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Mississippi Power’s Economic Development team recently hosted its annual familiarization tour of Stennis Space Center and the Gulf Coast. The event showcased the Gulf Coast’s aerospace assets and the company’s service area to twelve businesses and site selection consultants. Gov. Phil Bryant, along with several community partners and guests, were in attendance.

The event included a tour of Northrop Grumman Ship Systems and a full day tour of the Stennis Space Center. Guests also had an opportunity to learn about the certified industrial sites in this region. The group visited businesses, such as Aerojet Rocketdyne and Lockheed Martin, to learn more about onsite opportunities and data centers and were also treated to a videoconference with Apollo astronaut Fred Haise.

“We are fortunate to have such great assets and resources in our service area. It’s our department’s charge to ensure that businesses and industries all over know that southeast Mississippi is an ideal place to expand their business efforts because of these assets as well as a ready workforce,” said Melissa Morel, Economic Development representative, who coordinated this year’s event.

“We know that because of our team’s hard work and dedication, our guests left with a greater understanding of our service area and the benefits we can bring to their business,” said Steven Dick, Economic Development manager. “We’ve already had a few guests to schedule return visits. They now know that Mississippi can compete with the best in the aerospace industry and we’re steadily growing.”


Mississippi Power’s Economic Development department has announced two more Project Ready™ industrial sites within a newly designated 1,100-acre development at John C. Stennis Space Center, adding to the nine other Project Ready™ sites that underwent certification in 2016.

The park contains two locations for industrial development, including a 250-acre industrial park configuration and a 150-acre large industrial site option.

“Mississippi Power is committed to partnering with companies that are interested in the many economic advantages offered by locating their operations in our state,” said Economic Development Director Brian Useforge. “Enterprise Park is designed to promote industrial development partnerships within Stennis. It offers two industrial site locations that are versatile. This Project Ready™ designation provides prospective companies with a clear path to development, which greatly reduces time, money and risk in their eyes. The certification helps us to better market this unique asset in our service territory.”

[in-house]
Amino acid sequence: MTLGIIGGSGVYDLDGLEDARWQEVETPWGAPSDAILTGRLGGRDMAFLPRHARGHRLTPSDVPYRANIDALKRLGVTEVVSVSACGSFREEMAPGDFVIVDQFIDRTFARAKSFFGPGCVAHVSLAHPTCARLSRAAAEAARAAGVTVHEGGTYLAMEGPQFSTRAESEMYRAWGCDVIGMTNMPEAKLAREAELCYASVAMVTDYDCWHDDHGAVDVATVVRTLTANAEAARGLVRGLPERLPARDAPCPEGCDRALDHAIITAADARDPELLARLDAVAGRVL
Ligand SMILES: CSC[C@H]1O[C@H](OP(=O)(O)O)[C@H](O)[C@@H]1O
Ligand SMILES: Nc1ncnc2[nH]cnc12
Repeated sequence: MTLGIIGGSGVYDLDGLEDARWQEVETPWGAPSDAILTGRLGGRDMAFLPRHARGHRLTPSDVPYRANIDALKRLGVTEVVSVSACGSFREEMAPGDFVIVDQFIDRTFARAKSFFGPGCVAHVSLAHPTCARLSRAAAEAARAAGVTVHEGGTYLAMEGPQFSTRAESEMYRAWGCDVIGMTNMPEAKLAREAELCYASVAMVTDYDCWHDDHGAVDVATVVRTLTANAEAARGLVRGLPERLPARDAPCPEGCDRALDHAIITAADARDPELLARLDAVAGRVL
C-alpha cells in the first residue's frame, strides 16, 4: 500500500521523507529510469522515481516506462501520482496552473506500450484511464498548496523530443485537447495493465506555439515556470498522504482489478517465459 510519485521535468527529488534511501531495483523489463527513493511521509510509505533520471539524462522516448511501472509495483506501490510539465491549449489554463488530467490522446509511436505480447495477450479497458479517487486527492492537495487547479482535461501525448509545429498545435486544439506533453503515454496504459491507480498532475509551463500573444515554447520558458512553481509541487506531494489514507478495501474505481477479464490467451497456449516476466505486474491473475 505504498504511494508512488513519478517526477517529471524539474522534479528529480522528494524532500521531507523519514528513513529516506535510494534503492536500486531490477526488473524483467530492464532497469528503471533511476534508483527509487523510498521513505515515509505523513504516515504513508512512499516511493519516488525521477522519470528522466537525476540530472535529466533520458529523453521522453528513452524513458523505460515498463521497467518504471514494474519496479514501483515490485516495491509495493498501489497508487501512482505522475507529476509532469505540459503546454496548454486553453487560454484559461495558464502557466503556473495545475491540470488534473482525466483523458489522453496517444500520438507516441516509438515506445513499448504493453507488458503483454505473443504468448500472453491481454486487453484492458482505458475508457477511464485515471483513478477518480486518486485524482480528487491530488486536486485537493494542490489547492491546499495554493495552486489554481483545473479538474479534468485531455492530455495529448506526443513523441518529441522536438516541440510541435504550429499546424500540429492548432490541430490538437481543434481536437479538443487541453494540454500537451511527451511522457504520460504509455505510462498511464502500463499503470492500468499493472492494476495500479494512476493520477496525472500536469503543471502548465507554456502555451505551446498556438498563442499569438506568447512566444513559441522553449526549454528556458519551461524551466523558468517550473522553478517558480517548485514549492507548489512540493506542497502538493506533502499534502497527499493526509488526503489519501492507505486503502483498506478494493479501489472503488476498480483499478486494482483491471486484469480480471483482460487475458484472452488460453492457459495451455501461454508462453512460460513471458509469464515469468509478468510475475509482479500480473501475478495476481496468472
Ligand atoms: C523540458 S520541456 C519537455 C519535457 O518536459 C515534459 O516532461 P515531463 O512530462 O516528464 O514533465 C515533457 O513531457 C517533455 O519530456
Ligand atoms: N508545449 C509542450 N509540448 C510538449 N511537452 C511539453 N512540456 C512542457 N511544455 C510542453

The additions at Enterprise Park add to the company’s portfolio of properties that are development ready and thoroughly vetted for use.

“The development would house multiple users within the site,” Useforge said. “We’ve clearly defined the infrastructure needs and met the criteria for these sites. It’s part of our approach as to what companies we want to attract to the area, and what their presence here will do for our economy.”

Along with Stennis, the company is partnering with the Hancock County Port and Harbor Commission on these Project Ready™ sites.

“It’s been a great relationship,” said Don Beckmeyer, Stennis Space Center strategic business development manager. “Thanks to this partnership, we’re set up to bring in companies to look at Stennis and show them what we have to offer. These sites offer unique logistical advantages for potential businesses.”

Last year, Mississippi Power’s Economic Development department worked with Stennis in hosting a group of international visitors to promote potential unmanned system opportunities and business partnerships.

“We’re looking for high-tech type companies that could either fit within NASA’s mission or other local defense and military operations,” Beckmeyer said. “Specifically, these sites could house aeronautics companies or commercial businesses wanting to manufacture and assemble products, including those that produce unmanned aerial or underwater craft. There could also be opportunities for academic institutions as well.”

Janel Carothers, Hancock County Port and Harbor Commission chief development officer, said the area’s diversity of industries combined with the two Project Ready™ sites should work as even more incentive for businesses to come to South Mississippi.

“Businesses like Lockheed Martin and Aerojet Rocketdyne are already here,” Carothers said. “Those, combined with playing on the national asset that is Stennis, definitely makes these sites attractive. This project would be a heavy lift for us, so we’re thankful to Mississippi Power for this partnership.”

Mississippi Power, a subsidiary of Southern Company (NYSE: SO), produces safe, reliable and environmentally responsible energy for nearly 188,000 customers in 23 southeast Mississippi counties. Mississippi Power ranked first in the Southeastern Electric Exchange’s 2016 Safety Performance Reports and is consistently recognized as an industry leader in reliability, customer service and safety. Visit our websites at and, like us on Facebook, and follow us on TwitterLinkedInGoogle+ and YouTube.